Now I’m not saying that the proposal for Shelly Bay is going to be a disaster of that magnitude, but the sheer amount of hope being put into this by the Wellington City Council sure indicates that there might be problems that they’re trying to ignore, just like the folks at BP were trying to ignore.

When in doubt, I always loop back to the numbers. I suspect the Wellington City Council is a bit sick of me talking about the numbers, but to engineers and managers, they’re golden nuggets, the things that determine success or disaster.

Well, the developer has a few interesting numbers: they have 350 dwellings, each with 1 car park. There are also 122 public car parks available for the ratepayers who might want to enjoy the remaining small public space. Sounds good so far, until you do a well-pressure-check on the car parks. According to the last census there were 1.3 cars per household in Miramar. If you do the math, which is always tricky for developers and council types it seems, that’s 455 cars, of which 105 will need to be occupying the public car parks.

It looks like to me then that the poor public is only going to enjoy just 17 car parks when the residents are home (don’t even start talking about their guests). So when you hear about this being a gated community with everything but the gates, it sounds like a pretty accurate assessment.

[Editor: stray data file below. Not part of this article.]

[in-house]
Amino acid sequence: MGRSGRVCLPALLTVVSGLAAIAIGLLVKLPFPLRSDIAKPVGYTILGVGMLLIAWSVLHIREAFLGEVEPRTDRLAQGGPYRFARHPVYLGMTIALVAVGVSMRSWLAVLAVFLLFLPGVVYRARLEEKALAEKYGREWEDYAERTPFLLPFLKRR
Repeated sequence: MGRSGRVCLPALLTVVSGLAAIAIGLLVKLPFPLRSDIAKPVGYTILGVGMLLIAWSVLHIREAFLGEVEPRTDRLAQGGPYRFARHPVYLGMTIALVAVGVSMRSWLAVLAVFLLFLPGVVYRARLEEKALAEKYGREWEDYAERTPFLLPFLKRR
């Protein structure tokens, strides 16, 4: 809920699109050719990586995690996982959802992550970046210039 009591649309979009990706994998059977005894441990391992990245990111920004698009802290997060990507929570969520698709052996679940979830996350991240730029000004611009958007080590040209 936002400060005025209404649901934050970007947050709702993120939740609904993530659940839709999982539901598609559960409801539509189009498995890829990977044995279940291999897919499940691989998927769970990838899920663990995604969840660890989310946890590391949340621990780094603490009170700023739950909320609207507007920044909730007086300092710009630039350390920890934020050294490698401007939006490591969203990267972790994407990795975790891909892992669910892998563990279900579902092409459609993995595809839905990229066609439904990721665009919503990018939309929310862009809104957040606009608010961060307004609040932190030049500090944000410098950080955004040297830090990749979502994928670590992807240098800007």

When asked about this, the designers of the development mumbled about the downward trend in automobile ownership. Good! So maybe, indeed, we get a few car parks opening up, which is nice.

Yet, if fewer people are owning cars, how are they getting around? The City Council very specifically mentioned that there were to be no new bus routes, so… again, how are people getting around?

Wellingtons’ weather isn’t quite good enough for cycling all the time, and worse still, the road in and out is going to be difficult for cyclers, and is quite long for just popping out to the shops (it’s the reason why it’s enjoyed immensely by recreational cyclers!)

The developer seems to think that everyone is going to use the ferry, but that only works if the weather is nice, and you happen to want to go only to downtown or Eastbourne. So what about the rest of us? Well, the only real choice would then be something like Uber, or a taxi.